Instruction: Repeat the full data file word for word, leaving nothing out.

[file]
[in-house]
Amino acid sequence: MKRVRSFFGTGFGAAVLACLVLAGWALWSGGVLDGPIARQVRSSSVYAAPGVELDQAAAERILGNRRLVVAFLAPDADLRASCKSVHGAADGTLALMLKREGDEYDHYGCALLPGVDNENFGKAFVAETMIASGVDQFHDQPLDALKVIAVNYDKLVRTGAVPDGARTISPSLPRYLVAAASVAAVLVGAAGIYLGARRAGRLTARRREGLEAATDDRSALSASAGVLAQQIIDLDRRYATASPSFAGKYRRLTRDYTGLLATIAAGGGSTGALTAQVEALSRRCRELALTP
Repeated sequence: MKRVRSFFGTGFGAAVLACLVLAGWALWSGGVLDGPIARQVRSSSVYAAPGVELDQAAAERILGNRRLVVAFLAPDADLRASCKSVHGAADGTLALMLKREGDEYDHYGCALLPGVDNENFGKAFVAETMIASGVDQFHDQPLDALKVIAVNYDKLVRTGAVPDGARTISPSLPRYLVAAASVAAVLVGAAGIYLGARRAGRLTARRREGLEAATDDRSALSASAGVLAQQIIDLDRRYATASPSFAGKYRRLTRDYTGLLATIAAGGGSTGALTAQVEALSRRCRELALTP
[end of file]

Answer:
[in-house]
Amino acid sequence: MKRVRSFFGTGFGAAVLACLVLAGWALWSGGVLDGPIARQVRSSSVYAAPGVELDQAAAERILGNRRLVVAFLAPDADLRASCKSVHGAADGTLALMLKREGDEYDHYGCALLPGVDNENFGKAFVAETMIASGVDQFHDQPLDALKVIAVNYDKLVRTGAVPDGARTISPSLPRYLVAAASVAAVLVGAAGIYLGARRAGRLTARRREGLEAATDDRSALSASAGVLAQQIIDLDRRYATASPSFAGKYRRLTRDYTGLLATIAAGGGSTGALTAQVEALSRRCRELALTP
Repeated sequence: MKRVRSFFGTGFGAAVLACLVLAGWALWSGGVLDGPIARQVRSSSVYAAPGVELDQAAAERILGNRRLVVAFLAPDADLRASCKSVHGAADGTLALMLKREGDEYDHYGCALLPGVDNENFGKAFVAETMIASGVDQFHDQPLDALKVIAVNYDKLVRTGAVPDGARTISPSLPRYLVAAASVAAVLVGAAGIYLGARRAGRLTARRREGLEAATDDRSALSASAGVLAQQIIDLDRRYATASPSFAGKYRRLTRDYTGLLATIAAGGGSTGALTAQVEALSRRCRELALTP